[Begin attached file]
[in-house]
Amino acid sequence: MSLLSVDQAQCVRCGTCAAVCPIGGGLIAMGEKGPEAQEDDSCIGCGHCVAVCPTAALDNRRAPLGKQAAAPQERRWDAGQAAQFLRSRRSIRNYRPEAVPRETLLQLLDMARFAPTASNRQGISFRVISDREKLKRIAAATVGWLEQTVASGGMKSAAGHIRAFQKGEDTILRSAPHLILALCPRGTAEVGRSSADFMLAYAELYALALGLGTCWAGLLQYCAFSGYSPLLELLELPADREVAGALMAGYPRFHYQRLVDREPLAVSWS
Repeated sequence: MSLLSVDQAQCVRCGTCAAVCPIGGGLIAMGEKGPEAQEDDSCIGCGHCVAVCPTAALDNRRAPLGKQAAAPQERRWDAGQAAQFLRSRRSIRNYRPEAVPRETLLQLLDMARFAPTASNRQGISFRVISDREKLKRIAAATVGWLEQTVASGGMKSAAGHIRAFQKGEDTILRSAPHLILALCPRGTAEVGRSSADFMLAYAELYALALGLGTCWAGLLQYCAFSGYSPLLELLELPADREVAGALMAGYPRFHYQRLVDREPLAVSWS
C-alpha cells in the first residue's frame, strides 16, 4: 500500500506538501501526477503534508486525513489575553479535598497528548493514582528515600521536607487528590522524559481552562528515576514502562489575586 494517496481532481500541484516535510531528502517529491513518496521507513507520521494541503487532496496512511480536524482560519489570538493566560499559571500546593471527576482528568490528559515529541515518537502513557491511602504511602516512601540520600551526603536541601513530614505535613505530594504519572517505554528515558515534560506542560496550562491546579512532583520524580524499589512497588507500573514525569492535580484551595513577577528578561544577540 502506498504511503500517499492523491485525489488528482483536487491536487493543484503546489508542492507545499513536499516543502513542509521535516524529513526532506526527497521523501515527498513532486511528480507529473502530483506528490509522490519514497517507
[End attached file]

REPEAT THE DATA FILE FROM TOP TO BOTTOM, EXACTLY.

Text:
[in-house]
Amino acid sequence: MSLLSVDQAQCVRCGTCAAVCPIGGGLIAMGEKGPEAQEDDSCIGCGHCVAVCPTAALDNRRAPLGKQAAAPQERRWDAGQAAQFLRSRRSIRNYRPEAVPRETLLQLLDMARFAPTASNRQGISFRVISDREKLKRIAAATVGWLEQTVASGGMKSAAGHIRAFQKGEDTILRSAPHLILALCPRGTAEVGRSSADFMLAYAELYALALGLGTCWAGLLQYCAFSGYSPLLELLELPADREVAGALMAGYPRFHYQRLVDREPLAVSWS
Repeated sequence: MSLLSVDQAQCVRCGTCAAVCPIGGGLIAMGEKGPEAQEDDSCIGCGHCVAVCPTAALDNRRAPLGKQAAAPQERRWDAGQAAQFLRSRRSIRNYRPEAVPRETLLQLLDMARFAPTASNRQGISFRVISDREKLKRIAAATVGWLEQTVASGGMKSAAGHIRAFQKGEDTILRSAPHLILALCPRGTAEVGRSSADFMLAYAELYALALGLGTCWAGLLQYCAFSGYSPLLELLELPADREVAGALMAGYPRFHYQRLVDREPLAVSWS
C-alpha cells in the first residue's frame, strides 16, 4: 500500500506538501501526477503534508486525513489575553479535598497528548493514582528515600521536607487528590522524559481552562528515576514502562489575586 494517496481532481500541484516535510531528502517529491513518496521507513507520521494541503487532496496512511480536524482560519489570538493566560499559571500546593471527576482528568490528559515529541515518537502513557491511602504511602516512601540520600551526603536541601513530614505535613505530594504519572517505554528515558515534560506542560496550562491546579512532583520524580524499589512497588507500573514525569492535580484551595513577577528578561544577540 502506498504511503500517499492523491485525489488528482483536487491536487493543484503546489508542492507545499513536499516543502513542509521535516524529513526532506526527497521523501515527498513532486511528480507529473502530483506528490509522490519514497517507